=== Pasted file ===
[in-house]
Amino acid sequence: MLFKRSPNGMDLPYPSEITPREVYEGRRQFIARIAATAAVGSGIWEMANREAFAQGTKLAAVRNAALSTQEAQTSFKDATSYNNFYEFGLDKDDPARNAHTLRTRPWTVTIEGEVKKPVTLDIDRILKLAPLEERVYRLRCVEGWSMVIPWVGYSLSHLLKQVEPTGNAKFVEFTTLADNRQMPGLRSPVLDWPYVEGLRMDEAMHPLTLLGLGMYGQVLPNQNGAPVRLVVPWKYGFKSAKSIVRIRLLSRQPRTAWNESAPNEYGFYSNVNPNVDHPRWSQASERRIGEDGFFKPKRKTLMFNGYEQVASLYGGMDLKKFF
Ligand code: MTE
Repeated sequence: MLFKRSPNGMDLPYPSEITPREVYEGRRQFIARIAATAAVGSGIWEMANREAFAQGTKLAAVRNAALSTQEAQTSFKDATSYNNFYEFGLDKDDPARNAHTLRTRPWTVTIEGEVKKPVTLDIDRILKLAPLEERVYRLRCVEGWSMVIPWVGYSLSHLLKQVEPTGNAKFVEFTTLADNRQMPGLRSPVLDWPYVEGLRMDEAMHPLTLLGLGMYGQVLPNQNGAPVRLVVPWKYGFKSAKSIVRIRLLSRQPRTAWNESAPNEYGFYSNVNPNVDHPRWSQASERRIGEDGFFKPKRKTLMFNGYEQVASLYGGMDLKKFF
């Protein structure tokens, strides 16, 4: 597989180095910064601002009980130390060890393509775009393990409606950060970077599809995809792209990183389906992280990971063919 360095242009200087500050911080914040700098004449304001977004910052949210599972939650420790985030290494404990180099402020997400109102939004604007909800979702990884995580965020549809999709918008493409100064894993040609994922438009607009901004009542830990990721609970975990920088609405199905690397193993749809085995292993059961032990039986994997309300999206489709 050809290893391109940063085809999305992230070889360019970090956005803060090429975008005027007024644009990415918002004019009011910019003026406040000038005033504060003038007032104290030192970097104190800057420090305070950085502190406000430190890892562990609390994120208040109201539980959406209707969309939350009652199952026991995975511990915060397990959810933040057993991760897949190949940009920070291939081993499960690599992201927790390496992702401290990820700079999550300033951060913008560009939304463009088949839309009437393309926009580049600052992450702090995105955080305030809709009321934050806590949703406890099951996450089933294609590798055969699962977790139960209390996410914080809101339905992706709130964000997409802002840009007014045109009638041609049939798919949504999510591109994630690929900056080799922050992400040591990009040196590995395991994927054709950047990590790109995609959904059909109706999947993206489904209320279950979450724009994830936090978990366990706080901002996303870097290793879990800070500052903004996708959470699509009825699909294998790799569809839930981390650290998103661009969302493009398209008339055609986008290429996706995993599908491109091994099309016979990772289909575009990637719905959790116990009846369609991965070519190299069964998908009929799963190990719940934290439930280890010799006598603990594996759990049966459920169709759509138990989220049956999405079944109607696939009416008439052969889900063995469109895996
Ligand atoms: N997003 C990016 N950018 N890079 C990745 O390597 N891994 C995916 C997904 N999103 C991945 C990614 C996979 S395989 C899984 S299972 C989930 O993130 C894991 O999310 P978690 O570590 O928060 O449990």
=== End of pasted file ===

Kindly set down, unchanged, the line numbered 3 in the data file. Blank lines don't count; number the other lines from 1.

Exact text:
Ligand code: MTE